SAN FRANCISCO, CA.-
Continuing to introduce international figures to Bay Area audiences and give artists a platform to explore new directions in their work, CCA Wattis Institute for Contemporary Arts
presents the west coast debut of Parts-wholes (2016), a new multichannel video installation by Canadian artist Melanie Gilligan; and Inhuman Transformation of New Years Decoration, Obsolete Conception or 2 (2016), a commissioned mixed-media installation by Japanese artist Yuki Kimura. The two concurrent solo exhibitions are free and open to the public and are on view December 13, 2016, through February 25, 2017.
Yuki Kimura The installation practice of Yuki Kimura (b. 1971 in Kyoto; based in Berlin) borrows from architecture, design, photography, and sculpture to make the immaterial material. She often incorporates found photographs in her work as sculptural objects, combining appropriated imagery with other found and constructed objects or furniture to create mixed-media sculptures.
For Kimuras Wattis Institute show, Yuki Kimura: Inhuman Transformation of New Years Decoration, Obsolete Conception or 2the artists first commissioned solo exhibition at a US institution she produced several new works that reflect on doubling and repetition, which also continue her interest in photographys objecthood and connection to time. The exhibition is co-curated by Wattis Institute associate curator Leila Grothe and head of publications Jeanne Gerrity and includes an exhibition brochure featuring an original essay.
The largest sculptural work in the exhibition, Table Stella (2016), comprises pairs of tables in three different sizes with a version of the same found photograph printed on the surface of each tabletop. The appropriated image depicts a room interior thats murky and unidentifiable, although in it a mirror reflecting a window can be seen resting against a wall. Placed on the tables are ashtrays that, like the use of analogue photography in Kimuras visual vocabulary, suggest obsolescencemarkers of a recent yet bygone era rendered unnecessary by e-cigarettes or simply no longer in fashion. On the glossy, black surface of another table is a collection of Jägermeister liquor bottles in different sizes that allude to Kimuras interest in western philosophical concepts of multiplicity.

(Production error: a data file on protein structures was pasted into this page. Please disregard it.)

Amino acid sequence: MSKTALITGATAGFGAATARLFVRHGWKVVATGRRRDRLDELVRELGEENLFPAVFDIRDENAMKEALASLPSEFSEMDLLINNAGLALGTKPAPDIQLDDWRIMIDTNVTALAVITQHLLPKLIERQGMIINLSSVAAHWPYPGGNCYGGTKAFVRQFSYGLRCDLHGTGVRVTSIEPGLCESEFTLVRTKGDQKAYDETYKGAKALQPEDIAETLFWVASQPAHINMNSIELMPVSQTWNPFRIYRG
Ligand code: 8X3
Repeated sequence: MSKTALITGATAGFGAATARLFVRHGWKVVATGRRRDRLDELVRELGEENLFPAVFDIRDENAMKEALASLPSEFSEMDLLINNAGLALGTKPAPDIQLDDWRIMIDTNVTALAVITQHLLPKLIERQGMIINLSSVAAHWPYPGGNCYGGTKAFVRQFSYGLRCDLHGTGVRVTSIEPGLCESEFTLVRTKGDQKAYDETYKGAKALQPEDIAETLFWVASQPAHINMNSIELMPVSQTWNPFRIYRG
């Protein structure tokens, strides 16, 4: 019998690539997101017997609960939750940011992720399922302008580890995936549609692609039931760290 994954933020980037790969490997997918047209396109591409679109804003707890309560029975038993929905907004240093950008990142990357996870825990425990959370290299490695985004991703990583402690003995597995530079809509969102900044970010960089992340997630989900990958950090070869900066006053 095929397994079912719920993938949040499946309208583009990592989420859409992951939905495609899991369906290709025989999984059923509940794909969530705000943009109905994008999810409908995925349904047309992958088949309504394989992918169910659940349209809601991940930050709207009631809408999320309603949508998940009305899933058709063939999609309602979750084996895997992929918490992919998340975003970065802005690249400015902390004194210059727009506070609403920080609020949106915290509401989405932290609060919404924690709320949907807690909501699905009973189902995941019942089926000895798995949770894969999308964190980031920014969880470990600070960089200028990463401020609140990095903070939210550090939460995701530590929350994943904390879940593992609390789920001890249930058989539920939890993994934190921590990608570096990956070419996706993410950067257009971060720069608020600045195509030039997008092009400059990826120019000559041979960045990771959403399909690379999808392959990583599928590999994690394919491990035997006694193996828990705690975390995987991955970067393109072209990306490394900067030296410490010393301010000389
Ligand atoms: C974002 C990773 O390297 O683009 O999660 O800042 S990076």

Other exhibition elements include pairs of wall-mounted imagesfound photographs that have been digitized and reprinted on a large scaleand dual mirrors that further the doubling effects and reflect other works in the gallery and its visitors. The twin images reference a traditional Japanese New Year's decoration that symbolizes the idea of a mirror as well as the conflation of past and present.
Kimura graduated from Kyoto City University of Arts in 1996. She has had solo exhibitions at venues including the Izu Photo Museum, Japan (2010), and Daiwa Press Viewing Room, Japan (2009). She has also participated in numerous group exhibitions worldwide, including Ocean of images: New Photography, Museum of Modern Art, New York (2015); the 30th São Paulo Biennial (2012); Better Homes, SculptureCenter, New York (2013); and The 4th Daegu Photo Biennale, Daegu (2012).
Melanie Gilligan Melanie Gilligan (b. 1979 in Toronto; based in London and New York) works across film, performance, writing, and installation. She is best known for low-budget video series such as Popular Unrest (2010), a near-future sci-fi drama and film installation that merges distinctions between documentary television, gallery exhibition, and theater. Recent works include The Common Sense (2014), an ongoing video series that, like much of her work, draws on the format of television episodes to reflect on the human impact of contemporary media, technology, and political economies. Most of her videos are available online, free of charge.
Gilligans vision of the future is speculative, dystopian, and often indistinguishable from the present, where bodies are merged with big data. Life under late capitalism is the primary condition examined in Gilligans narratives, and she displays her work in environments that address concepts of immersion and community in both content and physical structure.
Her Wattis Institute exhibition includes two components: the firstParts-wholes (2016)sheds the fictional narrative backbone found in much of the artists past work and, for the first time, composes the portraits of two real individuals (rather than fictional characters). Shown across multiple monitors in a dense cluster of moving images, the video features fragmented representations of people as they navigate a normal day. Via everyday situations, an impression emerges that reveals the effects of social, economic, technological, and political forces on daily lives.